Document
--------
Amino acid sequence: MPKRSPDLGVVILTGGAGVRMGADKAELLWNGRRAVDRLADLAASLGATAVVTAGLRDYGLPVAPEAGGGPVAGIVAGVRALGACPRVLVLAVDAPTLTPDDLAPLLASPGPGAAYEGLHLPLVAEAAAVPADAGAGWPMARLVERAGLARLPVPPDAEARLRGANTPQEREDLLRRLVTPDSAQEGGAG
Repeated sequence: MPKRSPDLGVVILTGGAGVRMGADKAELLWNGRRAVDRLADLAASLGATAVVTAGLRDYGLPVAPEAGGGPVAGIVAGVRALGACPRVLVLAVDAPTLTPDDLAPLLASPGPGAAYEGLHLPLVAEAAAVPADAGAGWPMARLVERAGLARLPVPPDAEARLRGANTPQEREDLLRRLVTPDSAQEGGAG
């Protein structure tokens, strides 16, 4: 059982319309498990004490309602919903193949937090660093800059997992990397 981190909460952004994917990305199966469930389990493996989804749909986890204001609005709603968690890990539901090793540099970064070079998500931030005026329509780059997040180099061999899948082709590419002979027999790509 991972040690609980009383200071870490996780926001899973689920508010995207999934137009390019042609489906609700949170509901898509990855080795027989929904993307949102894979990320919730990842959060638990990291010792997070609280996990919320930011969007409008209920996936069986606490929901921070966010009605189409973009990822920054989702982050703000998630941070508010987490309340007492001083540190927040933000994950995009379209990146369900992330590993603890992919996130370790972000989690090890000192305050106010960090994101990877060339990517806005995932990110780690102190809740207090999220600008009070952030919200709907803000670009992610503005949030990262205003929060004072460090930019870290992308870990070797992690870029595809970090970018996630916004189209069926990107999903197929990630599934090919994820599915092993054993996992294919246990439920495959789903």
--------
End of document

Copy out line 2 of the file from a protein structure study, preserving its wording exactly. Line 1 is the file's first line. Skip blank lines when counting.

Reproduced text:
Repeated sequence: MPKRSPDLGVVILTGGAGVRMGADKAELLWNGRRAVDRLADLAASLGATAVVTAGLRDYGLPVAPEAGGGPVAGIVAGVRALGACPRVLVLAVDAPTLTPDDLAPLLASPGPGAAYEGLHLPLVAEAAAVPADAGAGWPMARLVERAGLARLPVPPDAEARLRGANTPQEREDLLRRLVTPDSAQEGGAG